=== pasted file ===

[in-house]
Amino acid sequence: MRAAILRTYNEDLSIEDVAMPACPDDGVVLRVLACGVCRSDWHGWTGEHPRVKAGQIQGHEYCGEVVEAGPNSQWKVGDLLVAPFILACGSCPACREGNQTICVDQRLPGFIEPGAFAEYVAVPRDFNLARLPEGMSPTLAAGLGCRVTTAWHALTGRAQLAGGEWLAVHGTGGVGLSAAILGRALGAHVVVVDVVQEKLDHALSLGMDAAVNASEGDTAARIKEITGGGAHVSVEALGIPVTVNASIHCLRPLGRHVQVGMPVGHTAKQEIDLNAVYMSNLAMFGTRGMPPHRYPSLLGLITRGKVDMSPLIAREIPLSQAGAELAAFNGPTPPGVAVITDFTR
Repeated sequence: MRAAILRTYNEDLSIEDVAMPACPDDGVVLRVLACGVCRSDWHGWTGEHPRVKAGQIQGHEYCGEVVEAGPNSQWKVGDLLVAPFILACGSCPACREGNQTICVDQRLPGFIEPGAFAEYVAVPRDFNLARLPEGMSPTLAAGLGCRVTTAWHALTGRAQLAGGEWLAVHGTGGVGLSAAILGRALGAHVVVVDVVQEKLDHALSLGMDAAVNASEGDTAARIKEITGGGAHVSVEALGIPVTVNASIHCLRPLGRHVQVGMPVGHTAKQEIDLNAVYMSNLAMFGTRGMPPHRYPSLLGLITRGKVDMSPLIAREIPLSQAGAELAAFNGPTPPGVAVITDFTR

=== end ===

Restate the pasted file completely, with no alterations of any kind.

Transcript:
[in-house]
Amino acid sequence: MRAAILRTYNEDLSIEDVAMPACPDDGVVLRVLACGVCRSDWHGWTGEHPRVKAGQIQGHEYCGEVVEAGPNSQWKVGDLLVAPFILACGSCPACREGNQTICVDQRLPGFIEPGAFAEYVAVPRDFNLARLPEGMSPTLAAGLGCRVTTAWHALTGRAQLAGGEWLAVHGTGGVGLSAAILGRALGAHVVVVDVVQEKLDHALSLGMDAAVNASEGDTAARIKEITGGGAHVSVEALGIPVTVNASIHCLRPLGRHVQVGMPVGHTAKQEIDLNAVYMSNLAMFGTRGMPPHRYPSLLGLITRGKVDMSPLIAREIPLSQAGAELAAFNGPTPPGVAVITDFTR
Repeated sequence: MRAAILRTYNEDLSIEDVAMPACPDDGVVLRVLACGVCRSDWHGWTGEHPRVKAGQIQGHEYCGEVVEAGPNSQWKVGDLLVAPFILACGSCPACREGNQTICVDQRLPGFIEPGAFAEYVAVPRDFNLARLPEGMSPTLAAGLGCRVTTAWHALTGRAQLAGGEWLAVHGTGGVGLSAAILGRALGAHVVVVDVVQEKLDHALSLGMDAAVNASEGDTAARIKEITGGGAHVSVEALGIPVTVNASIHCLRPLGRHVQVGMPVGHTAKQEIDLNAVYMSNLAMFGTRGMPPHRYPSLLGLITRGKVDMSPLIAREIPLSQAGAELAAFNGPTPPGVAVITDFTR